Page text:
By Teresa Genaro
Racing faces the daunting task of
marketing an identical product to two disparate audiences: the gambler and the fan. Racing can't exist without the former, and it
shouldn't exist without the latter.
Figuring out how to get more
gambling dollars through the windows (or over the bandwidth) is best left to
those who know much more about it than I do; I seldom go the track without
betting at all, but as a $2 bettor, I am not particularly well versed in how to
extract large sums from heavy hitters.
Aside from the prospect of going
home with a little more money than I came with, what attracts me to racing are
the stories: of the horses, the
trainers, the jockeys, the history.
Racing is arguably the oldest sport in this country, and it carries with
it a wealth of narratives and legends and tales; even now, most racing
telecasts make sure to provide a little back story on the more colorful
entrants, in the vein of the old ABC "Up Close and Personal" reports from the
Olympics. Smarty Jones had legions of fans not only because he could run fast,
but because his owners had a compelling story that was spread all over the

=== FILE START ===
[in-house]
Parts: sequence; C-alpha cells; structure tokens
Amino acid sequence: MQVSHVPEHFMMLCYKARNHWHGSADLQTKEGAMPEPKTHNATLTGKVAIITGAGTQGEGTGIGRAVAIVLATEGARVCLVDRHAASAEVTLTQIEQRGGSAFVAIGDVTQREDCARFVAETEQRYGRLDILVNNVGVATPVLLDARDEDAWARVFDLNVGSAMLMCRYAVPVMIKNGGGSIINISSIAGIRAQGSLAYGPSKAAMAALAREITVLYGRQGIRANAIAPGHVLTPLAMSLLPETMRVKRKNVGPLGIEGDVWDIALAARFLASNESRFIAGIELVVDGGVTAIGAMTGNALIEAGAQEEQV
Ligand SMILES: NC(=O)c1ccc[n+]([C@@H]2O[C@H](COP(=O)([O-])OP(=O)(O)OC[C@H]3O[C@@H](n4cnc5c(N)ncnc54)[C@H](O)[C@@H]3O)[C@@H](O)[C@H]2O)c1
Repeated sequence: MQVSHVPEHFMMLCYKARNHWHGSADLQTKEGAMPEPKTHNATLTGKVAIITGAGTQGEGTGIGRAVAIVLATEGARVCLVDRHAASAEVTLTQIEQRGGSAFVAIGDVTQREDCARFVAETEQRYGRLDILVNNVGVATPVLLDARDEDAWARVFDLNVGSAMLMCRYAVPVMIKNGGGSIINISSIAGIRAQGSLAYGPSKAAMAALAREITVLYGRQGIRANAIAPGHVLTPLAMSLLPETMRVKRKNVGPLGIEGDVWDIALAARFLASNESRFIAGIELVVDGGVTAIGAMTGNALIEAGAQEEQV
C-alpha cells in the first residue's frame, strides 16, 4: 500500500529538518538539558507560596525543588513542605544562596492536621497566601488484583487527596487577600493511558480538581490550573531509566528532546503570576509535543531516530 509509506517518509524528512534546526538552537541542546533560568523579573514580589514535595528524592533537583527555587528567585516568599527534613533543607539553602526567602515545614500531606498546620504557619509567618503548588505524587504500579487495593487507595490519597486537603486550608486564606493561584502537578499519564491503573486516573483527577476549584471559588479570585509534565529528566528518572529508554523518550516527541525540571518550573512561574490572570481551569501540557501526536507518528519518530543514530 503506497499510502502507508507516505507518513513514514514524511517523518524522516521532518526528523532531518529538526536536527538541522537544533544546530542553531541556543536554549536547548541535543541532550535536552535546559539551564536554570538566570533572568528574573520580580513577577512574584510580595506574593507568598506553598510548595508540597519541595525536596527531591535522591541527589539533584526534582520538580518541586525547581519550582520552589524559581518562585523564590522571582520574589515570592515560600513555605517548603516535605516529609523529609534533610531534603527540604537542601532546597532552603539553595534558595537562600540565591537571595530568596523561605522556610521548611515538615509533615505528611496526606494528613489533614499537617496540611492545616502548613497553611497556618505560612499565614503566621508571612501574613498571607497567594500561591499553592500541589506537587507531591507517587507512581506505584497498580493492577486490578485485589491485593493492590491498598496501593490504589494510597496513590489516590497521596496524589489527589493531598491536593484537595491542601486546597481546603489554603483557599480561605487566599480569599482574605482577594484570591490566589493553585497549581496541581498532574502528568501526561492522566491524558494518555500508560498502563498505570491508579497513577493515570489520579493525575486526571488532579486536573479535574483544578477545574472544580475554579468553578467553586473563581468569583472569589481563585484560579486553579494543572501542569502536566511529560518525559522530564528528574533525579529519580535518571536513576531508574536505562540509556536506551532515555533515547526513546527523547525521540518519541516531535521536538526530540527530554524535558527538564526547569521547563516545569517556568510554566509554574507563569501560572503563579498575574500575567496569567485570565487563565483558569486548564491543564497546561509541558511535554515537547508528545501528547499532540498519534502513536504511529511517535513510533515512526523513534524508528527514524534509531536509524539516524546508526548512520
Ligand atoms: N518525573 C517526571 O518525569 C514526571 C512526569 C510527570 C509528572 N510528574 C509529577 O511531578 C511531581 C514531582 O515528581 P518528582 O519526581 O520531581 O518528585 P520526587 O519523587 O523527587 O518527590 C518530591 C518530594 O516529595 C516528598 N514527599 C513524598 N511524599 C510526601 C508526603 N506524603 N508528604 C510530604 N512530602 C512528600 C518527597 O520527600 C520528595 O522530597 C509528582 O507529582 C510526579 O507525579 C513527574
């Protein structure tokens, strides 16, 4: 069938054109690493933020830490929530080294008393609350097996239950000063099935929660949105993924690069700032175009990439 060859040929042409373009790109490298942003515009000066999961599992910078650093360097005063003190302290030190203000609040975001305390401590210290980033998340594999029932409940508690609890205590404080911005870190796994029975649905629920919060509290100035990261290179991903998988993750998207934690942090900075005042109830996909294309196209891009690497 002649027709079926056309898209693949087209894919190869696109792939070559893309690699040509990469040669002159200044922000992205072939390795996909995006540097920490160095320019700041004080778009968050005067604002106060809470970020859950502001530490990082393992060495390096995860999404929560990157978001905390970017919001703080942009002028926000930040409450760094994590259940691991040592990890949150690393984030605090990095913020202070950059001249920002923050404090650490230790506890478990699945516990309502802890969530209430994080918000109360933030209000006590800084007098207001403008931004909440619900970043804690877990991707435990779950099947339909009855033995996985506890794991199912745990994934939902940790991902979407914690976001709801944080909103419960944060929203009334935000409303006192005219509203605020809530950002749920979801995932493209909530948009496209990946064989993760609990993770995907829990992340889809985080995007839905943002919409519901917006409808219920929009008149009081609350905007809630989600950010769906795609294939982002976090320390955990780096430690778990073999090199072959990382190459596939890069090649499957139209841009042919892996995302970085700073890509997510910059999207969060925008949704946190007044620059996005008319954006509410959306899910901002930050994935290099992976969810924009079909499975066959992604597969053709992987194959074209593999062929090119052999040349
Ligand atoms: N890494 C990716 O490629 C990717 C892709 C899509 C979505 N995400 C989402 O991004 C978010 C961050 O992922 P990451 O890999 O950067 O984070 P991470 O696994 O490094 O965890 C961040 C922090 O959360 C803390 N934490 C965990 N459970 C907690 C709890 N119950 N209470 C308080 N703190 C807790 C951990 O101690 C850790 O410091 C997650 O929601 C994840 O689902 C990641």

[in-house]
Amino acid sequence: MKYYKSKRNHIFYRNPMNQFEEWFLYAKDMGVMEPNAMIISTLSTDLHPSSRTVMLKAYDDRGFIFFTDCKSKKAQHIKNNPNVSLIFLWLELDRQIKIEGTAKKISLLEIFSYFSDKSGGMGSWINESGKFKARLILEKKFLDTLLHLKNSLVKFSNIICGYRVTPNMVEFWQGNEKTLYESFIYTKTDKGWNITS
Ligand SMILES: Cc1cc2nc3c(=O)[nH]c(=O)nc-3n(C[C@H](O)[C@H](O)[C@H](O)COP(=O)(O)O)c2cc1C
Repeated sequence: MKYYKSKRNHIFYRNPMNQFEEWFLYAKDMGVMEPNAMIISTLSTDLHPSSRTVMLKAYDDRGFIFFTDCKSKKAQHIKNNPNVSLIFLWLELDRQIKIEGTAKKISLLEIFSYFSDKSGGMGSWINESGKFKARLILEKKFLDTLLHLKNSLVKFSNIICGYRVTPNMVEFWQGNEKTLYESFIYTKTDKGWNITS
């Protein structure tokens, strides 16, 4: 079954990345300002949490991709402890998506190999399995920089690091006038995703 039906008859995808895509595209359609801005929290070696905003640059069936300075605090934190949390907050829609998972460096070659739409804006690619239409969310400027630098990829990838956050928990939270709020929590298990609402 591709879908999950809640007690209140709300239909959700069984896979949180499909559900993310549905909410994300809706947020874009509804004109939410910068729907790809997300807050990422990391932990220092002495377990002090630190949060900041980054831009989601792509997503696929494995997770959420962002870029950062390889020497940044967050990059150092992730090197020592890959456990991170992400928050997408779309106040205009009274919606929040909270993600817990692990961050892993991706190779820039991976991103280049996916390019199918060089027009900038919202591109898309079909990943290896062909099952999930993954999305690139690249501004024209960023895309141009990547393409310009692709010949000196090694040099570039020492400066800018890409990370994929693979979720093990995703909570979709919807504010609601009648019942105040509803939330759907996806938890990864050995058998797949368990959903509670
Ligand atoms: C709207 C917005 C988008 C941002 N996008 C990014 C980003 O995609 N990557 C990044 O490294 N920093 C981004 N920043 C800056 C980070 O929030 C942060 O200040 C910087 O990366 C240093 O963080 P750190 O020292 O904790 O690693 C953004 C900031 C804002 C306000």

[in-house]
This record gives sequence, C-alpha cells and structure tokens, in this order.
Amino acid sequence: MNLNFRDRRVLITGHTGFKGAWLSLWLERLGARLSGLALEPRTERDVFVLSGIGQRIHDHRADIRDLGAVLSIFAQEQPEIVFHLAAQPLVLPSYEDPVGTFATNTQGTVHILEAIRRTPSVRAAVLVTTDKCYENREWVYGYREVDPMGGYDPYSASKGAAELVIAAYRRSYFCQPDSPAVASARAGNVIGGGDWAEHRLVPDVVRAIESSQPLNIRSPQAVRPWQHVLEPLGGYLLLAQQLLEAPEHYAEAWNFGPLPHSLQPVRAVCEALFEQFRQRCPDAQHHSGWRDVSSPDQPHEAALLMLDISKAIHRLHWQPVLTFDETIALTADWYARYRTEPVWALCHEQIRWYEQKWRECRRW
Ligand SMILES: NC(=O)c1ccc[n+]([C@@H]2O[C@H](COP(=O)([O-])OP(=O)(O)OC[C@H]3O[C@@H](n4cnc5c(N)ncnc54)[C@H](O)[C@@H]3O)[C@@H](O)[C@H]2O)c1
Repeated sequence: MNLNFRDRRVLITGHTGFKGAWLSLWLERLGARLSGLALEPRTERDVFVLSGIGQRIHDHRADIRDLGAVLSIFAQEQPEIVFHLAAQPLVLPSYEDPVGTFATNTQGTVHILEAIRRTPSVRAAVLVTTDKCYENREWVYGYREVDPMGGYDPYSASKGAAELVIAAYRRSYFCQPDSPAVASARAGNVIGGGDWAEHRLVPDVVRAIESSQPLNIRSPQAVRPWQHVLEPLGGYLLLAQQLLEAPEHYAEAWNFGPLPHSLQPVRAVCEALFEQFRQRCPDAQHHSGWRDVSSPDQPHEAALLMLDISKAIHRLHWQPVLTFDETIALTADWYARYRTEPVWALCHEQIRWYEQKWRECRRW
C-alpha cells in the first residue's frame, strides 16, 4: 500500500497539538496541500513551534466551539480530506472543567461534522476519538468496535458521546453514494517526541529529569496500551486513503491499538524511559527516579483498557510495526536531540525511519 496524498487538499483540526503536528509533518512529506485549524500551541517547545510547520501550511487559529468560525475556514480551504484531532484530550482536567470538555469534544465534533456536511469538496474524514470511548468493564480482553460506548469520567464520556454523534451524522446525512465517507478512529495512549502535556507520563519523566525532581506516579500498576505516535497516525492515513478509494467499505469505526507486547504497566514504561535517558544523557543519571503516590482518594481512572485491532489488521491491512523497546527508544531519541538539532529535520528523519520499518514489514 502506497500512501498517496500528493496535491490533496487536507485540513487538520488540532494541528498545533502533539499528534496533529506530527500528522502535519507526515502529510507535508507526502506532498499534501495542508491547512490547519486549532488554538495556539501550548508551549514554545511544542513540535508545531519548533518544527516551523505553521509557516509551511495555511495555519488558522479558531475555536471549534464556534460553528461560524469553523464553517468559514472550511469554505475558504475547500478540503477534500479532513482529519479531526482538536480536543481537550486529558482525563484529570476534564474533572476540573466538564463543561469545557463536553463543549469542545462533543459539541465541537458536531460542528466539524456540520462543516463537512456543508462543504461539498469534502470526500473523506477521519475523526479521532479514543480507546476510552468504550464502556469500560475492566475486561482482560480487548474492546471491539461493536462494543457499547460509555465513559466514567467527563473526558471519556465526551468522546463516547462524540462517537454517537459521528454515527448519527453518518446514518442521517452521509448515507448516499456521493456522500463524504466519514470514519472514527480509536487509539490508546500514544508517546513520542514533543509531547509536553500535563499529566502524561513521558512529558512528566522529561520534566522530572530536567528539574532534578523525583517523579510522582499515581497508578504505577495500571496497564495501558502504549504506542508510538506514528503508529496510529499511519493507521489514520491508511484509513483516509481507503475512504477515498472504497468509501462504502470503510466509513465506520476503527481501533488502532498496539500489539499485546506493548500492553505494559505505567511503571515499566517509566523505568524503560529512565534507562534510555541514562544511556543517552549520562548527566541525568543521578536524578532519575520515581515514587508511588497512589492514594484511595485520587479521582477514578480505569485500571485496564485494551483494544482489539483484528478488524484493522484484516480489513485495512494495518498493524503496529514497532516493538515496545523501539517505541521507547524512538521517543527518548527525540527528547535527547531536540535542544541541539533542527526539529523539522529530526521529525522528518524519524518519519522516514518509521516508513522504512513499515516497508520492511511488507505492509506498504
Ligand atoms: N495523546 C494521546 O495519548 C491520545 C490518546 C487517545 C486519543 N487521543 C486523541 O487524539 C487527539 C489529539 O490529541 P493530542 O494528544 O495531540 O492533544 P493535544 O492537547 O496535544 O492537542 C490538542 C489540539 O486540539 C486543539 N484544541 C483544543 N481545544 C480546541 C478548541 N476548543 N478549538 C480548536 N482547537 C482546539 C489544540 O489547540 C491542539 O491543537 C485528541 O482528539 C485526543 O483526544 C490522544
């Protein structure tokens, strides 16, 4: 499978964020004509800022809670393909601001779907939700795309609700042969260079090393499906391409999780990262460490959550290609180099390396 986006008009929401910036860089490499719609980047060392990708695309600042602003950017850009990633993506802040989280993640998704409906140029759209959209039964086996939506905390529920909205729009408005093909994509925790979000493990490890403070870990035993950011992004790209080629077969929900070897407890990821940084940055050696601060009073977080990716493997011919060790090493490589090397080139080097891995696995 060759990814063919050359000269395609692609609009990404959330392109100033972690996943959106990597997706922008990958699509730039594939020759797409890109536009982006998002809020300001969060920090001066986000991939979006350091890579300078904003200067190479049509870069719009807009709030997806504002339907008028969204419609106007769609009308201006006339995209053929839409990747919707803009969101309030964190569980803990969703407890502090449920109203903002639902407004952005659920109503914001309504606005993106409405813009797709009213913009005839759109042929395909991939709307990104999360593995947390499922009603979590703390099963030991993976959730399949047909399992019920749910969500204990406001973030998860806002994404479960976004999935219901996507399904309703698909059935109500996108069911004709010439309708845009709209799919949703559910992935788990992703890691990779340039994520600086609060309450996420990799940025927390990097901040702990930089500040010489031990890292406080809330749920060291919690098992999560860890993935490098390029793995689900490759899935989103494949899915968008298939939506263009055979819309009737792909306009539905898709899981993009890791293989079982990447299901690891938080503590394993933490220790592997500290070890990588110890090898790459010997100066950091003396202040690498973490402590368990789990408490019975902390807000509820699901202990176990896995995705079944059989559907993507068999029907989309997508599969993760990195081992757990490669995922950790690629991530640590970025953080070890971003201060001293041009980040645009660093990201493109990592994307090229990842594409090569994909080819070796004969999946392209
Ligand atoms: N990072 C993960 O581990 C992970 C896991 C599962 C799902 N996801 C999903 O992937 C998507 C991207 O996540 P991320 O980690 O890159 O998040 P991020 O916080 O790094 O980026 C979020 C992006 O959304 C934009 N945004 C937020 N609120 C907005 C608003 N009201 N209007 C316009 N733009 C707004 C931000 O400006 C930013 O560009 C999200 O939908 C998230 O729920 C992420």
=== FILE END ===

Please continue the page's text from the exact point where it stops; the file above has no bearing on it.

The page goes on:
television and the newspapers.
While gamblers sustain racing, a
track with gamblers only wouldn't be a very fun place to be; Keeneland and
Saratoga are popular because they're frequented by fans and small bettors,
creating an atmosphere in which people root for their favorites, bet on horses
with the same name as their neighbor's dog, and, we can hope, come back again
next time with a few friends.
The last few weeks have given us
opportunity to reflect on the power of the story in the sport of racing. Curlin wins the Jockey Club Gold Cup for the
second year in a row; it wasn't a great betting race, but his record-breaking
victory, not the payout, was the story.
And last weekend, seen by far too
few people, the well-connected Zarkava, owned by the Aga Khan, took on Europe's
best and impossibly beat them; an ocean and a continent away, the humble
Pepper's Pride, owned by Joe Allen, set a record of her own by winning her
seventeenth consecutive race, an accomplishment that ESPN saw fit to trumpet on
a crawl below its Saturday racing telecast.
The stories are out there, at
every track and on every backstretch, and they will bring people to the
races. As a friend recently wrote to me,
"And so horses have
made a prince (His Highness Aga Kahn) and a (not quite) pauper (Joe Allen) as
happy as they'll ever be. And we get to go along for the ride."
Teresa Genaro writes regularly about racing at Brooklyn Backstretch.